Brad Magrath is the co-founder and CEO of Zoona, a financial services company that offers money transfers and payment solutions. The company has operations in Zambia, Malawi and Mozambique as well as support offices in South Africa.
1. Tell us about one of the toughest situations you’ve found yourself in as a business owner.
We started a business, disrupted the market, effectively created a whole new customer base and revenue opportunity and became the dominant market player and strongest consumer brand for a few years.
The challenge about proving something works is that then the bigger players are attracted in and can replicate, invest and take you on. We aggressively competed and maintained our leadership for a few years, but did not have deep enough pockets to win, and we were knocked off our perch with a bump – a big bump.
We had to totally re-invent ourselves and our business. We pivoted from a consumer business model to a B2B model. This required a massive change in culture, staff, cost, brand and a whole new way of doing business – including our previous competitors becoming our customers and suppliers. It was incredibly tough times that required humility, conviction, fortitude and resilience.
To pivot and come out the other side we had to focus on understanding and solving our new customers’ pain points, and then cutting all the legacy costs that did not support our new business. Pivots are tough but if you address the real issues and problems, and then communicate and commit to the change, it is a real win to come out the other side as a very different business, with new opportunities and challenges to address.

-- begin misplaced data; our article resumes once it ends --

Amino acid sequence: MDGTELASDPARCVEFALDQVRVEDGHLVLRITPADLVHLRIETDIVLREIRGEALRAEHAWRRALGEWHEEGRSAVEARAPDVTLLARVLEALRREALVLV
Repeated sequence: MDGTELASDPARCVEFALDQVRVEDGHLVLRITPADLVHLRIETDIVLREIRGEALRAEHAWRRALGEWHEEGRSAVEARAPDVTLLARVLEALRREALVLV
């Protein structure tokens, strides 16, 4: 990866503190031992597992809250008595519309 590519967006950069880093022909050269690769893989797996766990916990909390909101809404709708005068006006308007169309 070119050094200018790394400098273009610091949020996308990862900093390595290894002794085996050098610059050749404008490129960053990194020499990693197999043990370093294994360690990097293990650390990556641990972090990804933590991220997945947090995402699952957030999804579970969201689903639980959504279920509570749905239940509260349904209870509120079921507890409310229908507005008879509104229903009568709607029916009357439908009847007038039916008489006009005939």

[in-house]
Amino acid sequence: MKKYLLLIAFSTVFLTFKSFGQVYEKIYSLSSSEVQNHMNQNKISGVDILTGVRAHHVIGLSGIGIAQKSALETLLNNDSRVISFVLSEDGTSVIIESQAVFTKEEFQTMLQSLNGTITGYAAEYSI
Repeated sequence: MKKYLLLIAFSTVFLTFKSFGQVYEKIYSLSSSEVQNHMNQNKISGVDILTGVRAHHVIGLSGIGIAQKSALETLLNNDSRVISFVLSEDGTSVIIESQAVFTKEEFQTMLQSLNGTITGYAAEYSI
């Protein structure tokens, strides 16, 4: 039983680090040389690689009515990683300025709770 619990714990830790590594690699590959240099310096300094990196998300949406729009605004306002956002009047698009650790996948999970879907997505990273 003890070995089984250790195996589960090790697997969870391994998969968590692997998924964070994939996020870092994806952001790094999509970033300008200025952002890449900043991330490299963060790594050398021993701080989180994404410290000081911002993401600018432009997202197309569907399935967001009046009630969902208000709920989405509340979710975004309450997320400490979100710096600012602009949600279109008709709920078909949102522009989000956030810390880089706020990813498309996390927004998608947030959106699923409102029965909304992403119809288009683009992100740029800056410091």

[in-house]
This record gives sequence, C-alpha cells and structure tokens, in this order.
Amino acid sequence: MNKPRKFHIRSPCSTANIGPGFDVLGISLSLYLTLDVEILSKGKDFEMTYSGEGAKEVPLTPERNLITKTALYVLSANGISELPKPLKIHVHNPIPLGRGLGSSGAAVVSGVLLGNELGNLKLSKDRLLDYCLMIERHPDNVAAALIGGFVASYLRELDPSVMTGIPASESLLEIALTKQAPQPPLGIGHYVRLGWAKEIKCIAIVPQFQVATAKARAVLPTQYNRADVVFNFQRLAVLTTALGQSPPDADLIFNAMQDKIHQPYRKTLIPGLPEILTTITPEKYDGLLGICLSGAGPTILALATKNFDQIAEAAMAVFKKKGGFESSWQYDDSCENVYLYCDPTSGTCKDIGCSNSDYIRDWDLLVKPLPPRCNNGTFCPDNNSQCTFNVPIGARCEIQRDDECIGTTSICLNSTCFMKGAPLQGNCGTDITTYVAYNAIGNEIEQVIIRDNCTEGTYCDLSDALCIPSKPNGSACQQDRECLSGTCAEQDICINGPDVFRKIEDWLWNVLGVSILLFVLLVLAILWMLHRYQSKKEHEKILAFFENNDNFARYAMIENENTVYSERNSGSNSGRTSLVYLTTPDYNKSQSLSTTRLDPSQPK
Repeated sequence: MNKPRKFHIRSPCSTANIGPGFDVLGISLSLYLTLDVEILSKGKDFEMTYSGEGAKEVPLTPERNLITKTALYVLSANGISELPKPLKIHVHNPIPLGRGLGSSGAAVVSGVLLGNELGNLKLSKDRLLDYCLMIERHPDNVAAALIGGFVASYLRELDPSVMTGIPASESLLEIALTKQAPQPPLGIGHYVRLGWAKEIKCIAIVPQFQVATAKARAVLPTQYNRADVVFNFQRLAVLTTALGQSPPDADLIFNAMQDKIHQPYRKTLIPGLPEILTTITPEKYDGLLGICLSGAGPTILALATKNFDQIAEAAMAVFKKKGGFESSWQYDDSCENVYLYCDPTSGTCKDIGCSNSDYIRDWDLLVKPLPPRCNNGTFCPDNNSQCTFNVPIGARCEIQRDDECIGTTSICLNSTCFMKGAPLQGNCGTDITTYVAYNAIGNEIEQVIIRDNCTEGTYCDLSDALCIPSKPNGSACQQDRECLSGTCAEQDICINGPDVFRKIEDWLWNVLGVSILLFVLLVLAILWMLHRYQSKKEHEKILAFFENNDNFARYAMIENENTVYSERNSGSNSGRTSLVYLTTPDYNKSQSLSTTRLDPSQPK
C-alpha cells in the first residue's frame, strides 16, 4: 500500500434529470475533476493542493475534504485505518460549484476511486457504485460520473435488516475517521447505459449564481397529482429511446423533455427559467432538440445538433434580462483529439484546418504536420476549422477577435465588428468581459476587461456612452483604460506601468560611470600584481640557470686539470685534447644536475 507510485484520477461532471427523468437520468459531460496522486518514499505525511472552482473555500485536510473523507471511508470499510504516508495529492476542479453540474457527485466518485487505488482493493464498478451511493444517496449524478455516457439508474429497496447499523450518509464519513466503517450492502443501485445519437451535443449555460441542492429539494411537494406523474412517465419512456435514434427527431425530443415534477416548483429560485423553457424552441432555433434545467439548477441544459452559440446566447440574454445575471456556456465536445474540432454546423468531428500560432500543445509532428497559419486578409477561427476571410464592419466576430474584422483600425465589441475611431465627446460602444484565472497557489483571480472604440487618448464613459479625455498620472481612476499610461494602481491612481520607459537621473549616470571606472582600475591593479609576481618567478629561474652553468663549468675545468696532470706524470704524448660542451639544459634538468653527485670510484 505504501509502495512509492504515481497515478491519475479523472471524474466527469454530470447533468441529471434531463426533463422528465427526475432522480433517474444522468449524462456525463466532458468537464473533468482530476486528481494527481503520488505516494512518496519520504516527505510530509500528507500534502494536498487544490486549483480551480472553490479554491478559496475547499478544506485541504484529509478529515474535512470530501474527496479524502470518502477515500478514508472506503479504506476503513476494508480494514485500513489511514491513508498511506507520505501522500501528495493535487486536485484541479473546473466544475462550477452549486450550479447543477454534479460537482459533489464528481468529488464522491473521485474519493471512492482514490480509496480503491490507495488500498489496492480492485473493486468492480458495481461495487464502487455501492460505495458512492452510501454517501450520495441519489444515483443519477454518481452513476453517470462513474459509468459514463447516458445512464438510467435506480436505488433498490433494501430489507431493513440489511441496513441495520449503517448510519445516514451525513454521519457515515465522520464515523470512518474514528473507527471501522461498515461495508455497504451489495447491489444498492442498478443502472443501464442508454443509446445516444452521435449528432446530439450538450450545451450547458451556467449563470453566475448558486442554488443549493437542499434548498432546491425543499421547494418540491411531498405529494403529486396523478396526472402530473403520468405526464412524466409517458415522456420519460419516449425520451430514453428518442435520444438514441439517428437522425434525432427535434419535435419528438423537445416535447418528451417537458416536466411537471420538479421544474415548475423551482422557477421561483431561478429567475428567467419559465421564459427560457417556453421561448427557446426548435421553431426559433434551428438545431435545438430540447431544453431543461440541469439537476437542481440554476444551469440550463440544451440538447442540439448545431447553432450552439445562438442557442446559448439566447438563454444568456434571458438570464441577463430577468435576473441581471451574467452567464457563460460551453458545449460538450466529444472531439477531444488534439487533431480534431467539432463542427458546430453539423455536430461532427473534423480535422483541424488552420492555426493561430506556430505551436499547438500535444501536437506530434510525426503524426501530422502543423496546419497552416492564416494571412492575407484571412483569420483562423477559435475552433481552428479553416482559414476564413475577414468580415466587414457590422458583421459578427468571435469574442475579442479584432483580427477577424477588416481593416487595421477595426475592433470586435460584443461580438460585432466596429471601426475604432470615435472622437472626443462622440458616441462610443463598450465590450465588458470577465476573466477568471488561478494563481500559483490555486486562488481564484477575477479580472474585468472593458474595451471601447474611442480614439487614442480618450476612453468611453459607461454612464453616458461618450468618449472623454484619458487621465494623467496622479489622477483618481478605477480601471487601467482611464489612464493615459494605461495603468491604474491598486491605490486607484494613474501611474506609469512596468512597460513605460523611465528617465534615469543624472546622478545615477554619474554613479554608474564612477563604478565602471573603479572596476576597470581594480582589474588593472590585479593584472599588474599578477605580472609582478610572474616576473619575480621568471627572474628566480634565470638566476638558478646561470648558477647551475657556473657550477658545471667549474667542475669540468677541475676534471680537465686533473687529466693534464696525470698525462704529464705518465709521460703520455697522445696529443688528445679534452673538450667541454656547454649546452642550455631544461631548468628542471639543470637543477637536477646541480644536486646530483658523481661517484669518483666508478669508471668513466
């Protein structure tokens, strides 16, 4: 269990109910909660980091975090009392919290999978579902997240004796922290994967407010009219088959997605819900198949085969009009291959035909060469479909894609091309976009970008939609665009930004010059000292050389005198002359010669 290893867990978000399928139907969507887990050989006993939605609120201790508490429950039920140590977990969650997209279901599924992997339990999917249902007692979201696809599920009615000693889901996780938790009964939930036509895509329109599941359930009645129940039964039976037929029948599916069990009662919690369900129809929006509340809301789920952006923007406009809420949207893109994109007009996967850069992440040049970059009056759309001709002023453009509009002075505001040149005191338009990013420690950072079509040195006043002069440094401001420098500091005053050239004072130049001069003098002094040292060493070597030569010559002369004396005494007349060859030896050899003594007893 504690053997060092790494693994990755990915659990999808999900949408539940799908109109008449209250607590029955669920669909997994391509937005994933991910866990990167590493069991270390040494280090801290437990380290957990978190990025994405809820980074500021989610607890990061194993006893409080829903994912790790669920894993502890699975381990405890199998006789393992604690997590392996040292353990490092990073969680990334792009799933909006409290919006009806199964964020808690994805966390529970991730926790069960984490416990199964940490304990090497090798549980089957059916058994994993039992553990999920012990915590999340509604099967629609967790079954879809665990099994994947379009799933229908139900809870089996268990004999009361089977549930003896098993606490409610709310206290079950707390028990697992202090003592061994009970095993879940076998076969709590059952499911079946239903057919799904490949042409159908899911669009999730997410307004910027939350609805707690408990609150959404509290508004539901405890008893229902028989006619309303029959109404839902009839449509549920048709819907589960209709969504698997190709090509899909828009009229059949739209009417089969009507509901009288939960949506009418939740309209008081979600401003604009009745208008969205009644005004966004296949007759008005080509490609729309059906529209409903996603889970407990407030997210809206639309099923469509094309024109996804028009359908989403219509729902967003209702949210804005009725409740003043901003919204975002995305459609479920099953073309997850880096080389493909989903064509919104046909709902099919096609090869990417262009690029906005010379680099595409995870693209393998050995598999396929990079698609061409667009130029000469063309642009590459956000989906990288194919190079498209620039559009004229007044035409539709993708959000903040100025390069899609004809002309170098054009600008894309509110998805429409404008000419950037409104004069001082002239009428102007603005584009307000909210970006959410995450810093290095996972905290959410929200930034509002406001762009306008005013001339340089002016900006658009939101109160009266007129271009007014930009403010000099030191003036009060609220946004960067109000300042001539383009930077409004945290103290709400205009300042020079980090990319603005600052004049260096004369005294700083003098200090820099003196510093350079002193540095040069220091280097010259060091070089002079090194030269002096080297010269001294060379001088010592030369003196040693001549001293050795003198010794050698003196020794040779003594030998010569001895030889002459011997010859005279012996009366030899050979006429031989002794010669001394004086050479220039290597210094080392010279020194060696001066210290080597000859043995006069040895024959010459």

2. What business achievement are you most proud of?
Over the last 10 years, more than 4,000 entrepreneurs in Zambia and Malawi have earned over $300 million servicing our products to more than three million customers. Both markets have transformed over the last decade with massive uptakes in financial inclusion and digitalisation. This has been a massive effort by so many people, and we are humbled that we were able to play a part.
But something we are more proud of is that we are still standing and moving forward, and just as passionate about what we do. There have been ups and downs, but we have loved the ride, and still do.
Read the full article from How We Made It In Africa here.